ActiGait implanted muscle stimulator improves walking for stroke
1 June 2010
Otto Bock Healthcare has launched the ActiGait implant that
aids stroke patients suffering from drop foot by electronically
stimulating leg-muscles to compensate for the lack of control of the
The ActiGait system restores a steadier and more natural walking
pattern to the wearer, meaning users can focus on their outer
environment and return to more normal daily activities.
Drop foot is the inability to raise the foot due to a weakness in
or paralysis of the dorsiflexor muscles. This condition is a
frequent result of damage to the central nervous system following a
stroke. ActiGait is implanted beneath the skin of the thigh, with
the control unit worn comfortably on a belt and is easy to use, even
for patients with impaired arm functionality.
The system is not encumbering as it is wireless with implanted
electrodes. This is in contrast to other wired devices that use
external electrodes requiring careful positioning on the surface of
the leg, a time-consuming and challenging process, often quoted as
reasons to cease using these devices.
The ActiGait implant components
ActiGait operates through different components (see image above).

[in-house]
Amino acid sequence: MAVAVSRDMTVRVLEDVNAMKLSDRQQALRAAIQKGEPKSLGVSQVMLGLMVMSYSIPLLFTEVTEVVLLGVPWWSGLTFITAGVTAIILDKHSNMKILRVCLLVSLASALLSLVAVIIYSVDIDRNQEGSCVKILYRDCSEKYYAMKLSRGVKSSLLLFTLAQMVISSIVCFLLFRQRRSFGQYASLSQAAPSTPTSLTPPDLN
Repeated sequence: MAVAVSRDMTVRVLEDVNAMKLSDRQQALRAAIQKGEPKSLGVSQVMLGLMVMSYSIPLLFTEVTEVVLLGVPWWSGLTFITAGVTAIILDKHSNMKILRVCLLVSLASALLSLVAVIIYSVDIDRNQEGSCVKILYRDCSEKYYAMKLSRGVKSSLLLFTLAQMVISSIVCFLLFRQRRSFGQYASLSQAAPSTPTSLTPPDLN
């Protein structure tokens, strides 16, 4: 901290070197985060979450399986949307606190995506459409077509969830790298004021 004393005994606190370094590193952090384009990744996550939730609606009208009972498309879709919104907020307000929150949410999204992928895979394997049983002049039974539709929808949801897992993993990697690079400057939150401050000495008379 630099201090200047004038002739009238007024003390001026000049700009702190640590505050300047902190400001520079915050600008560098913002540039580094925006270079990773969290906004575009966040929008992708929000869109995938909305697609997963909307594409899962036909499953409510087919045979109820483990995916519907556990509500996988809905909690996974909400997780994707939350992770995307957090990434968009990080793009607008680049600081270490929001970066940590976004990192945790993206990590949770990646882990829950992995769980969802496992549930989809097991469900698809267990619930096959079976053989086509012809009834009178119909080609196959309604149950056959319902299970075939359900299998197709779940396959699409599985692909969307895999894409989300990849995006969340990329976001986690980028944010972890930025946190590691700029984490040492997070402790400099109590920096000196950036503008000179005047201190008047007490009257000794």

Stimulation signals and energy impulses from the control unit are
sent through the skin via a lightweight antenna, worn on the thigh
to the implanted four channel cuff electrode positioned around the
common peroneal nerve, which activates the muscles of the front and
lower leg and provides a balanced dorsiflexion. A wireless heel
switch, which can be worn either with or without a shoe, registers
the lifting and placement of the foot and triggers the stimulation.
Patient studies carried out in Denmark (Journal of
Rehabilitation Medicine 40:89-91) illustrated an increase in
distance patients could walk in a four-minute period and in walking
speed over 20 metres, without the help of another person.
Furthermore, qualitative responses highlighted improvement in
confidence with less fear of falling, promoting the long-term
potential to provide a positive effect on personal well-being,
safety and performance.
Dr Salim Ghoussayni, Business Development Manager for
Neurostimulation at Otto Bock Healthcare states, “Each year
approximately 110,000 people in England alone suffer from a stroke,
making it the single most common cause of severe disability. Around
300,000 people are living with moderate to severe disabilities as a
result of stroke. Feedback from patient studies in Europe has
revealed that ActiGait enables stroke patients to walk longer
distances at an increased speed and with improved confidence. As it
is implantable, it also offers a more cosmetic and practical
user-friendly alternative for individuals who cannot use a surface
device due to skin reactions, for example.”